6 THINGS YOUR PMO SHOULD DO FOR YOU
David Webb looks at how the pandemic has laid bare the key differences between a good PMO and one in need of urgent optimisation.
One day we were at work, the next we worked from home. The world had changed. And as catalysts for change go, they do not come much greater than a global pandemic.
It seems perverse to write about the impact of Covid-19 on organisations when the human consequences have been so dire. But given those are well reported, perhaps you’ll forgive me for covering how one of the biggest changes in living memory impacted the world of business change and transformation.
When the enormity of what happened dawned on corporate Britain, whole portfolios of projects and programmes supporting myriad change agendas were called into question as Board sponsors grappled with the ramifications of what was unfolding.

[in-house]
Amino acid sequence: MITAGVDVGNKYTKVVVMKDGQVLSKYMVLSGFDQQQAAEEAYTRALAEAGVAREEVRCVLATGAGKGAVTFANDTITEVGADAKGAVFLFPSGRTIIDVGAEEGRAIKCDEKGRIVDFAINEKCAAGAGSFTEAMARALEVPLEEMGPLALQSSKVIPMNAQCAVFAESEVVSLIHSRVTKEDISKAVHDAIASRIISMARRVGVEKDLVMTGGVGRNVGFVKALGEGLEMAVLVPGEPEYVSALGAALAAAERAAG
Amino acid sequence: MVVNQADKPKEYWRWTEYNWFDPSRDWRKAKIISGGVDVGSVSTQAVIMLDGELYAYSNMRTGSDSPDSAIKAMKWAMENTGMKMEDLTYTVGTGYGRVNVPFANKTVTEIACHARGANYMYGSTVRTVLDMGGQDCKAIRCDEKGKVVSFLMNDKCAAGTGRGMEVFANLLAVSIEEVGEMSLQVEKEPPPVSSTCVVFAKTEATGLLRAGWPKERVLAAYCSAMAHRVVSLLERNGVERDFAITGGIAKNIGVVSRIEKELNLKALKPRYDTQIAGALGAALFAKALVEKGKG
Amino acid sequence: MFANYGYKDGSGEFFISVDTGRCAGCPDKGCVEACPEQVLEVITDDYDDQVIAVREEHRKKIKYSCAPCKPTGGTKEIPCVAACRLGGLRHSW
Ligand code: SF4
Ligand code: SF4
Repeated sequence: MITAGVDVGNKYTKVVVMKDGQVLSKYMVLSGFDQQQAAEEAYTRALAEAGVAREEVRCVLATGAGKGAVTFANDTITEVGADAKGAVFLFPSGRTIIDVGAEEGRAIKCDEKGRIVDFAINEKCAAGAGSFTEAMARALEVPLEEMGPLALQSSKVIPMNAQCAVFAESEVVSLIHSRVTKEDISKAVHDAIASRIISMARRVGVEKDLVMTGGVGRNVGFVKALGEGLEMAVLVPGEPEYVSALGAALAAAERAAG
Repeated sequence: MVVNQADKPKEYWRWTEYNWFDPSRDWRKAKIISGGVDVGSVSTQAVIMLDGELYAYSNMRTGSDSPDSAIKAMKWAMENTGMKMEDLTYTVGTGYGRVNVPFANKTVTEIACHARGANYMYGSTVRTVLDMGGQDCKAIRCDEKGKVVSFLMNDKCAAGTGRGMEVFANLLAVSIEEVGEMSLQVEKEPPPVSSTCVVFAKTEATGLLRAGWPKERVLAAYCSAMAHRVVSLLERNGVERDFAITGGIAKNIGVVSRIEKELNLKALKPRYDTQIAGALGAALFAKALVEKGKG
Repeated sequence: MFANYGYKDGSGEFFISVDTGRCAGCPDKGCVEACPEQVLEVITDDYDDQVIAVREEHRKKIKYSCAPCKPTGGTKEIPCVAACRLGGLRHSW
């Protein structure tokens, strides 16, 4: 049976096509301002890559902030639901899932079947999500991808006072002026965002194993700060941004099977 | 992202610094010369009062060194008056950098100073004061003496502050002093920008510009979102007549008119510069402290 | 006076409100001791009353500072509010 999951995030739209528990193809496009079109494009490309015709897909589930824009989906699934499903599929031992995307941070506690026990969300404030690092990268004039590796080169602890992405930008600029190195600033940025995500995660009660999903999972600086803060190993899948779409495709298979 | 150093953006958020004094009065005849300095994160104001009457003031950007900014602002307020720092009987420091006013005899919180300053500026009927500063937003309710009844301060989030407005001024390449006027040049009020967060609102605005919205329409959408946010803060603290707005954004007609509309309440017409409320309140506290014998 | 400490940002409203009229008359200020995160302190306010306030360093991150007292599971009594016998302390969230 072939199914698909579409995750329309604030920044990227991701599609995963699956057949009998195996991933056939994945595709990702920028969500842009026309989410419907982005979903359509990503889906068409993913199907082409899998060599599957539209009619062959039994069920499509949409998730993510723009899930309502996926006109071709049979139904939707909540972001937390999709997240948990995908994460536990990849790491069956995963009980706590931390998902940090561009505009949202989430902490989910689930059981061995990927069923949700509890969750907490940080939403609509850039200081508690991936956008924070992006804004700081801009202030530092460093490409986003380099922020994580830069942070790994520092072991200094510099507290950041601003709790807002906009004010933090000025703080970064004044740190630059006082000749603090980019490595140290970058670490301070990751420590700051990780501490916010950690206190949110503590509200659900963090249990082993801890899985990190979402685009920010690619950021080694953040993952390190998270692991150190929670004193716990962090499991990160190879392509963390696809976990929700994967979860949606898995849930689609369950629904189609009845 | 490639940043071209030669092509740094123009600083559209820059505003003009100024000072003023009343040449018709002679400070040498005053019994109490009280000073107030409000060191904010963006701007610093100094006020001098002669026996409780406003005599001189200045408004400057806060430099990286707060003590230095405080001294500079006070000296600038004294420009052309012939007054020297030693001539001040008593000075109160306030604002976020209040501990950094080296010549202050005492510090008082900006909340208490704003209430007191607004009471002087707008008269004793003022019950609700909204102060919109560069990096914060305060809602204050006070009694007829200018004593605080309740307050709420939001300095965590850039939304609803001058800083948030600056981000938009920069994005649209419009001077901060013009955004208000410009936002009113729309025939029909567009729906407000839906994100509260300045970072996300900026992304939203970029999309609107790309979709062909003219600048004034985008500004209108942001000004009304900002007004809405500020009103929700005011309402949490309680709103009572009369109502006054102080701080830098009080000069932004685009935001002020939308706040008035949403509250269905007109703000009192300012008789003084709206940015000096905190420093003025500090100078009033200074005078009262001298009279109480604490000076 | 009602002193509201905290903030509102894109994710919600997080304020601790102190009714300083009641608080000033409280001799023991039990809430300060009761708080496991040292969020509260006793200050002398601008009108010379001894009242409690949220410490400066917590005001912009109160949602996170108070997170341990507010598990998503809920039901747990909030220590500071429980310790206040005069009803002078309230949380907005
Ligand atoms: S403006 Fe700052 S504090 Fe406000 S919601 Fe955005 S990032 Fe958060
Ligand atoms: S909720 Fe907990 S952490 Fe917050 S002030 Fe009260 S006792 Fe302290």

Nowhere was the pressure felt greater to serve up justification for spend on those portfolios of change than in the Project Management Office (PMO). What united nearly every PMO, whether their response to the pandemic was contraction or expansion, was the opportunity to shine.
IS YOUR PMO READY FOR 2021?
Under pressure, some PMOs are thriving whilst others are exposing flaws and weaknesses, leading PMO Heads and the senior executives they serve, to ask whether they are ‘match fit’ for all the projects of 2021 – a year in which businesses are aiming to either reverse or capitalise on their fortunes.
Leadership today quite rightly wants to know how their PMO is performing and the six things that really matter when measuring this are; good quality reporting, governance structures with the right information, an appropriate methodology, a merciless focus on timescales, effective management of scope and lastly credible financial information.
WHAT DOES GOOD LOOK LIKE AND HOW BEST TO IDENTIFY IT?